Job equity ‘far behind target’

Damning new statistics on transformation

File picture.
File picture.

South Africa is nowhere near where it needs to be in transformation, Tabea Kabinde said.

The Commission for Employment Equity chairwoman said new statistics highlighted the disparity in employment trends between the government and the private sector.

The commission handed over its 18th report on compliance with the Employment Equity Act in 2017 to Labour Minister Mildred Oliphant yesterday.

“Twenty years on [since the Act was promulgated], we are still nowhere near celebrating effective implementation of transformation legislation.

“We cannot even begin to contemplate the implementation of a ‘sunset’ clause on this legislation,” Kabinde said in her foreword to the report.

“The commission is now preoccupied with advising the minister on exploring other effective implementation and compliance mechanisms for this legislation and also creating an environment where the focus goes beyond compliance to commitment from ethical leaders in the South African labour market.”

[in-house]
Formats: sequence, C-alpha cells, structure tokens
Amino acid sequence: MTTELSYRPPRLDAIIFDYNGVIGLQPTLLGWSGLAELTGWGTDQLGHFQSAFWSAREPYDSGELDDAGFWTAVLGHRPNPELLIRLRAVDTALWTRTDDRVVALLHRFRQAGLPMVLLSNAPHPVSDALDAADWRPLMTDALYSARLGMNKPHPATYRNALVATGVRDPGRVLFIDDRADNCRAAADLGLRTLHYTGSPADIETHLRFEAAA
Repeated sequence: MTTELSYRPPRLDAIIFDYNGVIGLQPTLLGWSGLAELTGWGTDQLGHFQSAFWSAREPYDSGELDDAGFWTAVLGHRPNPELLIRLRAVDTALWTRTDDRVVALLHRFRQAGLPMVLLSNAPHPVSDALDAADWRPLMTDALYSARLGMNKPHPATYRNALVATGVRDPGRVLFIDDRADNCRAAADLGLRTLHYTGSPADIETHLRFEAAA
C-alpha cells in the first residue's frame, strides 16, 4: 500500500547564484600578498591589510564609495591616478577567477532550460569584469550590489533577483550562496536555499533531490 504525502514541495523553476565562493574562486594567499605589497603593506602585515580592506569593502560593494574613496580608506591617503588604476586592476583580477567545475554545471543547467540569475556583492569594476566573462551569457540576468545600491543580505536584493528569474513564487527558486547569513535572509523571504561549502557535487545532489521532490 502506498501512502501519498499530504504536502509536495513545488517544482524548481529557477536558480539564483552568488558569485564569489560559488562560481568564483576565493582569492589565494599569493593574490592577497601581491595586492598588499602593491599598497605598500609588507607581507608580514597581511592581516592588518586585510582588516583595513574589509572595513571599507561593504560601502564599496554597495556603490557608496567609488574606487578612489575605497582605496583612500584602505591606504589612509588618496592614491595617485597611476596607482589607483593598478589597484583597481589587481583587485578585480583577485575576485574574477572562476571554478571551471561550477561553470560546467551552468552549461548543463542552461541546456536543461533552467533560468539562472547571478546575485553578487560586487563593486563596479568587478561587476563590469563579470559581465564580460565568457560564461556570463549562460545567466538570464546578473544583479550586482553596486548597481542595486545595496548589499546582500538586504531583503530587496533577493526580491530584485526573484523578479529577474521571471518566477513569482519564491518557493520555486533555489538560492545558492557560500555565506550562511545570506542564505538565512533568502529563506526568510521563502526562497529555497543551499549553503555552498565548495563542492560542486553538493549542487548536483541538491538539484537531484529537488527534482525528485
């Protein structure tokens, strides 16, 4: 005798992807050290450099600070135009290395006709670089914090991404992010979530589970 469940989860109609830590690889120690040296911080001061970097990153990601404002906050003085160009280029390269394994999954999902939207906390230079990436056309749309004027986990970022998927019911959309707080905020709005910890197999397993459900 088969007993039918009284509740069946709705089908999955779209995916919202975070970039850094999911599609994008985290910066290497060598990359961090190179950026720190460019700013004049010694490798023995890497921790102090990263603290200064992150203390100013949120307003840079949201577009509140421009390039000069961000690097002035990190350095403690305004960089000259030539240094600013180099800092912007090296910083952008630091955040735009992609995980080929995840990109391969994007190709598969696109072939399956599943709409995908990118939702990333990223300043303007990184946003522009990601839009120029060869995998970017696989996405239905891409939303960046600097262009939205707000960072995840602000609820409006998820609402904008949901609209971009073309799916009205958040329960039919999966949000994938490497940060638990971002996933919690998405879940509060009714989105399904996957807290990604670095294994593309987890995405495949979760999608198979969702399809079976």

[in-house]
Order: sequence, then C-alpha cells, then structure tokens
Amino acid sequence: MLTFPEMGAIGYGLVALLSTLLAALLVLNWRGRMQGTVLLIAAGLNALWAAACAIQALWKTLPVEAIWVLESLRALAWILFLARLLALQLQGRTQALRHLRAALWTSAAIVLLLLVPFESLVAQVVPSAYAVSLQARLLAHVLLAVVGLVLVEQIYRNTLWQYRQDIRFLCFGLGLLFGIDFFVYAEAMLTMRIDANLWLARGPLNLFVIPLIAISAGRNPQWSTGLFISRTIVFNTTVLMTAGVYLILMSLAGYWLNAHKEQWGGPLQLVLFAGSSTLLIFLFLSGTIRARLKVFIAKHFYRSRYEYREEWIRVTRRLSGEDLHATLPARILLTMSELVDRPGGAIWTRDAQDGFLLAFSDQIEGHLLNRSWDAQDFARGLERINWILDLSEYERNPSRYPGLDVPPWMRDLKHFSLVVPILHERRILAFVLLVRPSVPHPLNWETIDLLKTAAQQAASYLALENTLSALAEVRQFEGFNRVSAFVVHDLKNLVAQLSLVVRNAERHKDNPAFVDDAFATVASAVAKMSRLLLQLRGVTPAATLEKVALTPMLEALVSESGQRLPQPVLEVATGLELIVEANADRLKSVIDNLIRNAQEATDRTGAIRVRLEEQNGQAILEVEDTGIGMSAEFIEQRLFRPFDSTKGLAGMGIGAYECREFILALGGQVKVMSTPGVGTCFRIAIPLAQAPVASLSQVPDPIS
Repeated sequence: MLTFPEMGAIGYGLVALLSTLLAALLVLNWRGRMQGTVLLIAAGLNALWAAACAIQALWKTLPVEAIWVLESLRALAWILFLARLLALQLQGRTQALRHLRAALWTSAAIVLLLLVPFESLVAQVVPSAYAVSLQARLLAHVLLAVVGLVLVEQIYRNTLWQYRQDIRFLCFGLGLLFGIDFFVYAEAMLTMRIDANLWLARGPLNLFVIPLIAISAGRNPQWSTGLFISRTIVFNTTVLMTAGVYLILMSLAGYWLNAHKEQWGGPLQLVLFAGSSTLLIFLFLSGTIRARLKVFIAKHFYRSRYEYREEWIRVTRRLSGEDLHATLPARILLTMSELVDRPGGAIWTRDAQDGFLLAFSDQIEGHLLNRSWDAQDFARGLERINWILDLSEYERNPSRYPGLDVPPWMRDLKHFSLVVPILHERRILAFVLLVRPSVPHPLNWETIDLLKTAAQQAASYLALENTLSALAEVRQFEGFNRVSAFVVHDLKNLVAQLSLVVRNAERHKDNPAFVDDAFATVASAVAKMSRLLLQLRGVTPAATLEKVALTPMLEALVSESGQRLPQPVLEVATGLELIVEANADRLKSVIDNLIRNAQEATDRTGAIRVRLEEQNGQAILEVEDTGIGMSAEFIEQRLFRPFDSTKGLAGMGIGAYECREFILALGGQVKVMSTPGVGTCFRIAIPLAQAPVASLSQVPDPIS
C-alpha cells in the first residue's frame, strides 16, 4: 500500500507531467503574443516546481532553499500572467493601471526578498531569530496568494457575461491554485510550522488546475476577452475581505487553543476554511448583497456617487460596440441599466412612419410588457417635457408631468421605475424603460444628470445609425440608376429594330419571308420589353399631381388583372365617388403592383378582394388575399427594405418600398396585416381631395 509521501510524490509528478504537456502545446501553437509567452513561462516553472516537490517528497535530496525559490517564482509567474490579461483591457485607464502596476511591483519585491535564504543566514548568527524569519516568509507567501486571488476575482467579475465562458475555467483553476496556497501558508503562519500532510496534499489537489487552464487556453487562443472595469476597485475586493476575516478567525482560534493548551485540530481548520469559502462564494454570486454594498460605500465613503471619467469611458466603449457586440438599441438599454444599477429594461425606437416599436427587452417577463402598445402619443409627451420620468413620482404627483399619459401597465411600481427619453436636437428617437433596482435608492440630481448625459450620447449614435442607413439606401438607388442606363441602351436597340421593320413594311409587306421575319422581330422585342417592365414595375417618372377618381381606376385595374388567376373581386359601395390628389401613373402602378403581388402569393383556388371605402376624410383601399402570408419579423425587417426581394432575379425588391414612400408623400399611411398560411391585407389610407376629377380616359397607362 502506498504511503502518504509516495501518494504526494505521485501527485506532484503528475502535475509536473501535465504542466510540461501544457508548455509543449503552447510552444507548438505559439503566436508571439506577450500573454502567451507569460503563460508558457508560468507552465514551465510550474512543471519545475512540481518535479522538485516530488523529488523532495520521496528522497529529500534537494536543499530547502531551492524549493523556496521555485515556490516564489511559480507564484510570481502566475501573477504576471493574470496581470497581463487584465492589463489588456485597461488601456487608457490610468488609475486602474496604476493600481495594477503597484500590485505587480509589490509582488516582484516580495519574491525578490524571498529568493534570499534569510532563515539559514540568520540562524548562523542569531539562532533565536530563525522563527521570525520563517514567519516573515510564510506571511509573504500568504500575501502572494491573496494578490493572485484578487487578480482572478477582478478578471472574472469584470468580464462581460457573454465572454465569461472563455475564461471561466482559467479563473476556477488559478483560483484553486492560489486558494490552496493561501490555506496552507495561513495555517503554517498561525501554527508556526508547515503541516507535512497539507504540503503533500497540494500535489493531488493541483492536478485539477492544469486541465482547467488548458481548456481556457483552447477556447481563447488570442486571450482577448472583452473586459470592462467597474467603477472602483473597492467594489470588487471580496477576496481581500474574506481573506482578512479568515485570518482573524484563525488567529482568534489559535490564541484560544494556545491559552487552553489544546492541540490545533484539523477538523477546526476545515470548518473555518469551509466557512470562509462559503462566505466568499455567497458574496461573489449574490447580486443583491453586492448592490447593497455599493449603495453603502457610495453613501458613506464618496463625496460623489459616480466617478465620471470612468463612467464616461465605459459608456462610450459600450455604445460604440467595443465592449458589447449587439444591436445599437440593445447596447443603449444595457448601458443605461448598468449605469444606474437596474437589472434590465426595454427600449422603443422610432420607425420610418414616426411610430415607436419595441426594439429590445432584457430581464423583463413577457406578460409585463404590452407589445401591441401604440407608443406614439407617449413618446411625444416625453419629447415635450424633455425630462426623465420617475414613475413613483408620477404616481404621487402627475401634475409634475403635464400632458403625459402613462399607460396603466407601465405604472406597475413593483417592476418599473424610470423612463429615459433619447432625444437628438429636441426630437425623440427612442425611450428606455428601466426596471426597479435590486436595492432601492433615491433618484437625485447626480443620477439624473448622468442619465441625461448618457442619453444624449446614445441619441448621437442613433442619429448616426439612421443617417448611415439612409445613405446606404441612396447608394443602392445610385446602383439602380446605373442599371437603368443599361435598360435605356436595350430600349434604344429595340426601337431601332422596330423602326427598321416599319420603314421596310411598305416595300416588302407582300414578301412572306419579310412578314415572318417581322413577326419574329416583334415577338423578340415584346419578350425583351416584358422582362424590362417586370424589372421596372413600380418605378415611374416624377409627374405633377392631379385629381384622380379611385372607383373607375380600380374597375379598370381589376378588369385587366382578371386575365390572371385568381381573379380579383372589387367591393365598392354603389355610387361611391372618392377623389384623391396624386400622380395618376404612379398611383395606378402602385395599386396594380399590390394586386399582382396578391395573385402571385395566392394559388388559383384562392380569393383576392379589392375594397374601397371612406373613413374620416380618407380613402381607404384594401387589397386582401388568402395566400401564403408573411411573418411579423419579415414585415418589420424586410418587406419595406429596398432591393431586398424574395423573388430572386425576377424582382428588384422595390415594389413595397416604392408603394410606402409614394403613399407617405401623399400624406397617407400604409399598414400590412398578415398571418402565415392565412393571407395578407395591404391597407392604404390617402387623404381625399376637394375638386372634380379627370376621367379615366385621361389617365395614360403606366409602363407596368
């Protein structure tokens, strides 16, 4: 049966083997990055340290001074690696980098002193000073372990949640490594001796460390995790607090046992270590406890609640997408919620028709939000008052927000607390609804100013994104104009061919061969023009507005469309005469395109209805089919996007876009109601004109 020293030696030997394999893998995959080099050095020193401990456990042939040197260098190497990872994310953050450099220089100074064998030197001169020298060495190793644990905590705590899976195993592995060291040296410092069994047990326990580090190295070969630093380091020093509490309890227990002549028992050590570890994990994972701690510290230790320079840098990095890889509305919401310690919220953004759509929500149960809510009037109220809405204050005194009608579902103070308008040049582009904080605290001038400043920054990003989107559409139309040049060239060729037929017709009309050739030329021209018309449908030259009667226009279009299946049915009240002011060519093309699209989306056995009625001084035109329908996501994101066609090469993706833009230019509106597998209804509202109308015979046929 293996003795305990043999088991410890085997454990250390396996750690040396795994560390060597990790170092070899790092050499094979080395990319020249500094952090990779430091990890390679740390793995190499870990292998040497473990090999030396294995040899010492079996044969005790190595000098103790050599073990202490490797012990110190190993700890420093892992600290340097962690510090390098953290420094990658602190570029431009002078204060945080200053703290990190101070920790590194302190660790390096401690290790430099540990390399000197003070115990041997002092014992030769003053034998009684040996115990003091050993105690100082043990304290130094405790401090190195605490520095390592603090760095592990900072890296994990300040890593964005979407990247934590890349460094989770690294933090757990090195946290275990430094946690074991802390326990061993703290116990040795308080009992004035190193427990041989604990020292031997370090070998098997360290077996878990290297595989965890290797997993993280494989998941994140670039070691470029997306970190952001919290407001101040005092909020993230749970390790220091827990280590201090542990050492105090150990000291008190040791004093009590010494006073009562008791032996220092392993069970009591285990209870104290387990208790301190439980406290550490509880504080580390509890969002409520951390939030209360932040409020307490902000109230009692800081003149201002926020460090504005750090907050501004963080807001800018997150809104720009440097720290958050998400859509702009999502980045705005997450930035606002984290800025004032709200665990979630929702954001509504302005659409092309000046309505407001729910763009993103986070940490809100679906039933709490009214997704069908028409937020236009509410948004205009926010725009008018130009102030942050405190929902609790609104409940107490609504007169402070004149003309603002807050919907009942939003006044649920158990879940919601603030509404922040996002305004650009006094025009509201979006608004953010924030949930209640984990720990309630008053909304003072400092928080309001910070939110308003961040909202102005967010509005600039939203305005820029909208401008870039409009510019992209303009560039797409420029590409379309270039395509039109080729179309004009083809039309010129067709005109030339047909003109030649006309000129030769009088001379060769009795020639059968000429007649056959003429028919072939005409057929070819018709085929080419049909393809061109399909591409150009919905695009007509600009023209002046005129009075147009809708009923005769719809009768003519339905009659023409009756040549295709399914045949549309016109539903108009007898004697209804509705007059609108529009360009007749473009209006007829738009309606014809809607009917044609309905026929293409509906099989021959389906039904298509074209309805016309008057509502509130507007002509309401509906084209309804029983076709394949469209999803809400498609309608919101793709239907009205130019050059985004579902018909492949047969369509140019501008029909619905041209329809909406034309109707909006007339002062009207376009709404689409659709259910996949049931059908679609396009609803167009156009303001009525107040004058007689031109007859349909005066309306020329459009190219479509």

Amendments to the Act, which would set sectoral numerical targets for employment equity so that compliance could be monitored and measured, were being explored, she said.

This was being discussed in the National Economic Development and Labour Council.

The statistics provided by the commission in its report highlight the disparity in employment trends between the government and the private sector, with black Africans dominating at top and senior management level and among the professionally qualified in government, and whites in the private sector.

Kabinde noted that since 2001 the biggest shift from whites to blacks, in particular Indians, had been at top and senior management levels.

“The picture in terms of gender remains particularly discouraging,” she said.

“The highest increase in representation of women is noted at senior management level, which is [an] 18.8% increase.

“This bleak picture is after 20 years and is far from desirable,” Kabinde said.

The effect of the Skills Development Act to redress inequality appeared to have been minimal, she said.

Year after year, the statistics demonstrated that white men were favoured in terms of training and development, which indicated there was no real political will to transform.

Business Unity SA acknowledged that the pace and depth of transformation had been insufficient, but said the commission’s numbers did not tell the full story.

It also criticised the Department of Labour’s punitive fines and punishment, saying it was not an effective mechanism to ensure buy-in from key roleplayers.